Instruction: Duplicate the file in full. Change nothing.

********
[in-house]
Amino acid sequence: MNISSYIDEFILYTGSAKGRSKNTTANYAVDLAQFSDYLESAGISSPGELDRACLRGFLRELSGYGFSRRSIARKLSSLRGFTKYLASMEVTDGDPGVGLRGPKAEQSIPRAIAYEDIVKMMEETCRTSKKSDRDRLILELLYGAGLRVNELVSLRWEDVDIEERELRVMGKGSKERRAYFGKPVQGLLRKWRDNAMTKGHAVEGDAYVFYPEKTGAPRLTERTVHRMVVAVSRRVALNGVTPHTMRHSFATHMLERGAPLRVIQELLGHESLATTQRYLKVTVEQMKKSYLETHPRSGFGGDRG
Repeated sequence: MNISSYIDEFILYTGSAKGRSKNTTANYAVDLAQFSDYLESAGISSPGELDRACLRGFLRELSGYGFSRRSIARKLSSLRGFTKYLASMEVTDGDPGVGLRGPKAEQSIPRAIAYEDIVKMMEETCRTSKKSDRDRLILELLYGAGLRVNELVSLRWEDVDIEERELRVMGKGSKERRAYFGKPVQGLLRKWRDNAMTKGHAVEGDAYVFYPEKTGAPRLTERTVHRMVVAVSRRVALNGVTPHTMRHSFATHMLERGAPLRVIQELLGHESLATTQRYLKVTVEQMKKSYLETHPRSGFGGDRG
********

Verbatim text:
[in-house]
Amino acid sequence: MNISSYIDEFILYTGSAKGRSKNTTANYAVDLAQFSDYLESAGISSPGELDRACLRGFLRELSGYGFSRRSIARKLSSLRGFTKYLASMEVTDGDPGVGLRGPKAEQSIPRAIAYEDIVKMMEETCRTSKKSDRDRLILELLYGAGLRVNELVSLRWEDVDIEERELRVMGKGSKERRAYFGKPVQGLLRKWRDNAMTKGHAVEGDAYVFYPEKTGAPRLTERTVHRMVVAVSRRVALNGVTPHTMRHSFATHMLERGAPLRVIQELLGHESLATTQRYLKVTVEQMKKSYLETHPRSGFGGDRG
Repeated sequence: MNISSYIDEFILYTGSAKGRSKNTTANYAVDLAQFSDYLESAGISSPGELDRACLRGFLRELSGYGFSRRSIARKLSSLRGFTKYLASMEVTDGDPGVGLRGPKAEQSIPRAIAYEDIVKMMEETCRTSKKSDRDRLILELLYGAGLRVNELVSLRWEDVDIEERELRVMGKGSKERRAYFGKPVQGLLRKWRDNAMTKGHAVEGDAYVFYPEKTGAPRLTERTVHRMVVAVSRRVALNGVTPHTMRHSFATHMLERGAPLRVIQELLGHESLATTQRYLKVTVEQMKKSYLETHPRSGFGGDRG